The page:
It was a typically dumb and boyish joke involving penises and STDs, but an inside joke that got Hersey and his friends laughing through the trip. Yet Hersey saw something else in the punchline, too. In 1995, the homebuilder by trade decided to collaborate with some partners and open that crab shack in the Outer Banks. Before the doors even opened, Hersey had ordered about 2,000 shirts stamped with his old gag: “I got my crabs at Dirty Dick’s Crab House.” “It happened during the spring break for the folks in Tidewater, Virginia. They were all coming down, and it was mostly high schoolers in their four-wheel-drives, getting on the beach and all that. So I see this young man and his girlfriend — he drives into our parking lot,” Hersey recalls. “He says, ‘I know you gotta have shirts.’ We did. And back then, all the young people had CB radios — it was a big deal. And this kid gets on his radio and says everyone needs to get down here for these Dirty Dick’s shirts.”

The entire 2,000-count order of shirts sold out before the restaurant even opened. And the Dirty Dick’s moniker has survived and expanded, into three restaurants total. Robb Barker has been general manager for a decade at the restaurant in Nags Head, North Carolina, and admits that the entire concept seemed like a bad idea at first glance. “I thought it was going to be gimmicky, the whole thing,” he says. “I came from a fine-dining background, after all.” Instead, he’s been surprised to find that even in the so-called Bible Belt, people are still drawn to the name for how silly it is. Some pull off the road to take a picture with the Dirty Dick’s sign. Others stop in for a kitschy gift and a cold drink. Funniest of all, he says, are the parents who end up there because their kids wouldn’t stop saying “Dirty Dick’s” over and over on their trip. Hersey took a gamble on an exceedingly inappropriate name, and somehow it’s paid off in an unlikely locale.

“When we opened the bigger restaurant in Kill Devil Hills, one evening the First Baptist Church bus pulled up in our parking lot and I said, ‘Uh, oh, here it comes,’” Hersey says. “Now, these were senior citizens — from the church. They loved it. And it showed that I knew the joke had legs.”

Jolie’s own background couldn’t be further from Hersey’s. Jolie was only a toddler when she fled the war in Vietnam with her mother, who hoped to hit the reset button in a quiet corner of the U.S. She grew up eating her mother’s Vietnamese cooking, wondering what it meant to leave a homeland while learning to navigate life 8,500 miles away. Later, she left a career in marketing to focus on starting her own business with her sister, who was sick with Lupus and couldn’t find a job because of it, despite endless applications. The duo decided that making simple Vietnamese dishes like rice-paper rolls and pho noodle soup to sell at the Keene farmer’s market could be a way to stabilize their income. Part of that hustle was figuring out a marketing scheme.

“I came about the ‘Pho Keene Great’ slogan really innocently because, well, I was broke. I just knew everyone loves a T-shirt, and I could put what I do best on the shirt,” Jolie adds. “I was joking with my friend Craig, and he said the pho isn’t just good, it’s great.”

The sisters were able to save funds and get a food stall open, but while planning for a full brick-and-mortar restaurant in 2016, Jolie’s sister grew more ill. She died that August, and Jolie wondered how she could continue the project without her partner. But she also recognized that with her mother’s cooking, a customer base from her mobile food hustle and a funny name, she could make a legitimate splash in Keene. The waves of support from people around the country after the tiff with the city manager helped bolster her belief. She’s now in the final stretch of construction, and will open Pho Keene Great within weeks.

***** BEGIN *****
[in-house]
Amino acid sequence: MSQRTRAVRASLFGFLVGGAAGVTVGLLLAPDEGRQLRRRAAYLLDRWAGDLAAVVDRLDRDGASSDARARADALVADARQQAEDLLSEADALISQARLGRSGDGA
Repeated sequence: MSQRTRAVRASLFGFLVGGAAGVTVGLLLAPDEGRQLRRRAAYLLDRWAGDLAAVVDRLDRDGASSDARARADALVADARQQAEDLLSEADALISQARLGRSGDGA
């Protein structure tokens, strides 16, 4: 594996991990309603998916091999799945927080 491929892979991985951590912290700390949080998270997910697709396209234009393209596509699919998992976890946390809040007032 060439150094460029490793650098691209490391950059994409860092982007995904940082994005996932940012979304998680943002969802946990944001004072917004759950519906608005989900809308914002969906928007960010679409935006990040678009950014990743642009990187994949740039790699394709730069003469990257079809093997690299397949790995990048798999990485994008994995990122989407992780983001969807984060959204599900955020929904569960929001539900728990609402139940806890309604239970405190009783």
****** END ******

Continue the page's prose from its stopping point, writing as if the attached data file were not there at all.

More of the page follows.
“I never felt it was vulgar because I don’t say the name that way and I don’t think about it like that. But I felt because it’s an American alliteration, it would be funny,” she tells me. “I think fusion is how you can stand out. You take a part of one culture, and blend it with your own background. I love Korean barbecue, and a lot of people don’t know that the sauce for the beef banh mi sandwich is influenced by Korean food. So I’m not afraid of borrowing.”

The line between offense and fun remains a fine one in this country. Whole Foods caught huge criticism for debuting a rice-bowl franchise named Yellow Fever, even though it was the brainchild of an Asian woman. Meanwhile, We Suki Suki, a food-hall type concept in Atlanta, is the subject of glowing stories from VICE and other media outlets despite its questionable title and outright offensive menu antics (the main operator, a Vietnamese woman, says “suki suki” references Japanese slang for cute-love instead of a sucky-sucky hooker joke).

What does all of this say about the art of building a restaurant? Joy Limanon, a longtime publicist in L.A. who works with a diverse range of restaurants, thinks that the old mantra is key: know your audience. It helps to be able to tell a good story about the name, like Hersey and Jolie do, she adds. “We’re a melting pot, so people have different reference points. Anything could get misinterpreted. If you’re marketing to a mass audience, then I suppose you have to be more careful. But I was working with Little Fatty here in L.A., and you just think, Little Fatty… uh, that’s not gonna work well. But the owner had an explanation for why that was a childhood nickname, why it matters, how it relates to the concept. That can be all the difference,” Limanon says.

I’ve certainly changed my mind about them. These weird restaurants with provocative names have suddenly become like little gems in my mind — worth seeking out because they shouldn’t work, given how the restaurant business is deeply conservative. Operators play it safe, and it’s no surprise that the most profitable ideas are the ones that can be most easily replicated all across the country. And even when the names are supposed to be thoughtful, they often follow bland trends that you can find in every cosmopolitan city (including the weirdly faux-historic “& Sons”). As Dixler Canavan adds, “A woman’s name, or the ampersand construction where it’s blank & blank, those have very historic underpinnings. So those are two current trends that feel very familiar and classic,” she says. “But really, this whole thing speaks to how hard it is to properly name a restaurant. There’s a fine line between cool and stupid.”

At least a lot of people seem to love a double entendre. And sometimes, the joke goes the other way across the cultural border, too. One of my favorite Mexican restaurants near my apartment is Pinches Tacos, where they serve up a mean lengua sope with strong red salsa. I might be an adult, but it still makes me smile whenever I recall that “pinches” is a perfect homonym for the Spanish word for fuckin’.